Definition of The profitability index

The profitability index can be defined as follows:

The Profitability Index (PI) measures the ratio between the present value of cash flows and the original investment. It is a relationship between the costs and benefits of a project.

The Profitability index is a valuable tool for ranking stock projects and showing the value shaped per unit of the venture. The Profitability Index is also referred to as the Profit Investment Ratio (PIR) or the Value Investment Ratio (VIR).

The following formula calculates the profitability index:

The profitability index customs the present value of future cash flows and the initial investment to represent the variables mentioned above. A profitability index is rationally the lowest adequate measure on the directory, as any value lower than that amount would designate that the project’s present value (PV) is less than the original investment. As the importance of the profitability index increases, so does the financial attraction of the proposed project.

Understanding the Profitability Index

The profitability index is an evaluation technique applied to future capital expenditures. The method splits the projected capital inflow by the projected capital outflow to regulate the effectiveness of a project. When consuming the profitability index to compare the interest of projects, it’s vital to reflect on how the technique indifferences project size. Therefore, projects with more substantial cash inflows may lower productivity and profitability index calculations because their profit is not as high.

Components of the Profitability Index

  1. Future Cash Flows :
    The present value of future cash flows involves the application of the time value of money. Cash flows reduced to bring all future cash flows in the current value terms.
  1. Investment Required :
    The discounted projected cash outflows signify the initial capital expenditure of a project. The initial capital required is only the cash flow needed for the start of the project. All other cash flows happen over the project’s life, and these are factored into the control through the use of discounting factor.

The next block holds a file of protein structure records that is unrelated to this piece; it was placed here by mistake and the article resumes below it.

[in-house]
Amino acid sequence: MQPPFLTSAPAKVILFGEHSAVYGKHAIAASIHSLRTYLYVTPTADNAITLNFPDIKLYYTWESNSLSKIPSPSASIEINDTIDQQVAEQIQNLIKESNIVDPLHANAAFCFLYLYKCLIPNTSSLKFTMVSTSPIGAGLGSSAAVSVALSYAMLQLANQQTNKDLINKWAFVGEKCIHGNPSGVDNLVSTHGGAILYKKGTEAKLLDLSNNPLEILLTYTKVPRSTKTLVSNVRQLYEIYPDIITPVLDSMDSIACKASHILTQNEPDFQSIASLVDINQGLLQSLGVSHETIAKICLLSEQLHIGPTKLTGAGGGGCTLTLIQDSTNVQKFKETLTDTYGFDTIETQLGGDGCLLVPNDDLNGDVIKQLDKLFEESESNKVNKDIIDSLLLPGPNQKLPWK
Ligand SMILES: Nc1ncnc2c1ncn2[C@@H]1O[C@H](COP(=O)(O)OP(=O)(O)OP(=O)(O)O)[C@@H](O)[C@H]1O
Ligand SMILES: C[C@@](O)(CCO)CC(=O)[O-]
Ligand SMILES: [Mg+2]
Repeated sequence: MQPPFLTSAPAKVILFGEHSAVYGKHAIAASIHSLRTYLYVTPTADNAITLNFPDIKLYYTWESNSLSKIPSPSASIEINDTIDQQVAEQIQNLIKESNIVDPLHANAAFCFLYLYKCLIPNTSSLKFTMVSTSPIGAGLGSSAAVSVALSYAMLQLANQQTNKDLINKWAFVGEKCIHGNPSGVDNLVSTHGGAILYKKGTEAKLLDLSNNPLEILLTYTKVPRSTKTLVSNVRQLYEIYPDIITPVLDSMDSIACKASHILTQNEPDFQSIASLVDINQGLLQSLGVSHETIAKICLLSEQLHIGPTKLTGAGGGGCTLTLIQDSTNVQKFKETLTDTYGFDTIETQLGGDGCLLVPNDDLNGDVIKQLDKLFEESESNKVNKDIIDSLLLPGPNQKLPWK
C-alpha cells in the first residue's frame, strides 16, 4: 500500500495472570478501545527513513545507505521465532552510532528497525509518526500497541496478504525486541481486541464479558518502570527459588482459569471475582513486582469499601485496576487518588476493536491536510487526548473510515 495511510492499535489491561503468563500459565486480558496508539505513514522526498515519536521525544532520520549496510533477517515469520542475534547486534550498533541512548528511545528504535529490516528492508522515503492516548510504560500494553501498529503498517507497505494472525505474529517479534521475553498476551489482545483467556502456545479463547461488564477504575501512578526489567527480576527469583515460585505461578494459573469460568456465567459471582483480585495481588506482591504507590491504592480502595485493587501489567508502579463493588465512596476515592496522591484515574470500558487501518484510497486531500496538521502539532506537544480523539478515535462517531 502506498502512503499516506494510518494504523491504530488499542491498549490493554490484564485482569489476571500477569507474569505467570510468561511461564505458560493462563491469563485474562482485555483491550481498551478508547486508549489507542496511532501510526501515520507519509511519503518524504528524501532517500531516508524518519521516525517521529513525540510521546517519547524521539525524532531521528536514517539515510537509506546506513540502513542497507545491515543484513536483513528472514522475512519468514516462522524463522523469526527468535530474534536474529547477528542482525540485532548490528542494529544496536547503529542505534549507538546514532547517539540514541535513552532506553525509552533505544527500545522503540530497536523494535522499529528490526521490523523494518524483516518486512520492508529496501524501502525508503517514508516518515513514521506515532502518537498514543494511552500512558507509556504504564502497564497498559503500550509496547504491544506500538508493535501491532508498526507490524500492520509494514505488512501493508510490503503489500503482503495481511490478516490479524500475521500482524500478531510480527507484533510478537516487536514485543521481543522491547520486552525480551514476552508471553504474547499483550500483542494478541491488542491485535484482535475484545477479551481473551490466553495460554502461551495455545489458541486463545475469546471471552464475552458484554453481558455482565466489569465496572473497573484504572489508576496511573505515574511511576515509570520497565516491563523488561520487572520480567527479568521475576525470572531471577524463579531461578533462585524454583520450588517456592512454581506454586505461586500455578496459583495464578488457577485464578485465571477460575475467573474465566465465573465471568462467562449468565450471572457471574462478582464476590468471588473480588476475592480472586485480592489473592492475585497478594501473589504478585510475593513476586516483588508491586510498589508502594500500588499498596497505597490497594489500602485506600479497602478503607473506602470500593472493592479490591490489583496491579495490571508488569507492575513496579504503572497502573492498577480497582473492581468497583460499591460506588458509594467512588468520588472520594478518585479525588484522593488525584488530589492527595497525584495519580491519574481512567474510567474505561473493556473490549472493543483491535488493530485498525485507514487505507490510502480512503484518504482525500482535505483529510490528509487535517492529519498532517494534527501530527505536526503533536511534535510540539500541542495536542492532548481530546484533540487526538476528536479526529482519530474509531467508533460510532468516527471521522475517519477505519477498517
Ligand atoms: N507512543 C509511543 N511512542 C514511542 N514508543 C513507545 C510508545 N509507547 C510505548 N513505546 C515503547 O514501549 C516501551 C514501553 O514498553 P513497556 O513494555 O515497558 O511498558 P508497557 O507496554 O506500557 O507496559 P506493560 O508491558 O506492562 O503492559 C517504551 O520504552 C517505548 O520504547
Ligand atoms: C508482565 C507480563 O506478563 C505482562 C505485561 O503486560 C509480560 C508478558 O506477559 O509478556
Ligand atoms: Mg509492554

Calculating and Interpreting the Profitability Index

Profitability index estimates greater than 1.0 indicate the future anticipated discounted cash inflows of the project are more significant than the expected discounted cash outflows. Profitability index less than 1.0 specify the cash inflows lower than cash outflows.

When evaluating the various exclusive projects, the profitability index ranked for all the projects, and projects having higher numbers should be chosen for investment.

Application of Profitability index

The profitability index is principally used as a tool for project selection. The high value of the profitability index means a project is more attractive as compared to the low profitability index.

  • For a single project, the profitability index value of 1 or higher is acceptable. If a project has a profitability index (> 1), a company should undertake the project. However, if a project has a profitability index (< 1), a company should reject the plan.
  • The profitability index is a comparative measure of an investment’s value, while NPV is a more detailed and logical method.
  • The profitability index method can be a valuable analysis to complement the NPV method when choosing a project. It may be beneficial to look at cash flow per dollar of investment using the profitability index when IRR is the same or similar.

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